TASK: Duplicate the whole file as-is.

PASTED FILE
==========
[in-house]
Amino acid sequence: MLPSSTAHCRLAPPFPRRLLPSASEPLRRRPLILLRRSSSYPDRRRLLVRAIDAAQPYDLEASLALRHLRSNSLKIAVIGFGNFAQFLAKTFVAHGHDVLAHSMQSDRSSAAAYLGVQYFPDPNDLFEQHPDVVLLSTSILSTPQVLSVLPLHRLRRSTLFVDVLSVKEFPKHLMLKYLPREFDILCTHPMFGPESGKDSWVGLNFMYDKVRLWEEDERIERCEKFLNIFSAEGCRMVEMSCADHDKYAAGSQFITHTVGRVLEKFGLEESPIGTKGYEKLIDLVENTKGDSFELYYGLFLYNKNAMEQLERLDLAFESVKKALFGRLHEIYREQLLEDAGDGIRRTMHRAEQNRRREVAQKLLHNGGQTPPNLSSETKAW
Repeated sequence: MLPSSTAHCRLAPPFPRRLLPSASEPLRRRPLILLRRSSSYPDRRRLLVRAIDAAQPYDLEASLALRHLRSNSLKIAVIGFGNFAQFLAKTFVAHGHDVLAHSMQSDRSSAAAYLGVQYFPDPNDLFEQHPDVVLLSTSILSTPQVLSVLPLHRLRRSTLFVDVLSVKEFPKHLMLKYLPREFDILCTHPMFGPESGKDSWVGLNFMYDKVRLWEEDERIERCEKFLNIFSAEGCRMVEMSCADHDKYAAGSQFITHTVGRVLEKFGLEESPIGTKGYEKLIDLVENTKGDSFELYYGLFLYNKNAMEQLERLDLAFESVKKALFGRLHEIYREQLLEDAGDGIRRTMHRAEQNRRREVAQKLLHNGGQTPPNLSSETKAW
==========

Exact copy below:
[in-house]
Amino acid sequence: MLPSSTAHCRLAPPFPRRLLPSASEPLRRRPLILLRRSSSYPDRRRLLVRAIDAAQPYDLEASLALRHLRSNSLKIAVIGFGNFAQFLAKTFVAHGHDVLAHSMQSDRSSAAAYLGVQYFPDPNDLFEQHPDVVLLSTSILSTPQVLSVLPLHRLRRSTLFVDVLSVKEFPKHLMLKYLPREFDILCTHPMFGPESGKDSWVGLNFMYDKVRLWEEDERIERCEKFLNIFSAEGCRMVEMSCADHDKYAAGSQFITHTVGRVLEKFGLEESPIGTKGYEKLIDLVENTKGDSFELYYGLFLYNKNAMEQLERLDLAFESVKKALFGRLHEIYREQLLEDAGDGIRRTMHRAEQNRRREVAQKLLHNGGQTPPNLSSETKAW
Repeated sequence: MLPSSTAHCRLAPPFPRRLLPSASEPLRRRPLILLRRSSSYPDRRRLLVRAIDAAQPYDLEASLALRHLRSNSLKIAVIGFGNFAQFLAKTFVAHGHDVLAHSMQSDRSSAAAYLGVQYFPDPNDLFEQHPDVVLLSTSILSTPQVLSVLPLHRLRRSTLFVDVLSVKEFPKHLMLKYLPREFDILCTHPMFGPESGKDSWVGLNFMYDKVRLWEEDERIERCEKFLNIFSAEGCRMVEMSCADHDKYAAGSQFITHTVGRVLEKFGLEESPIGTKGYEKLIDLVENTKGDSFELYYGLFLYNKNAMEQLERLDLAFESVKKALFGRLHEIYREQLLEDAGDGIRRTMHRAEQNRRREVAQKLLHNGGQTPPNLSSETKAW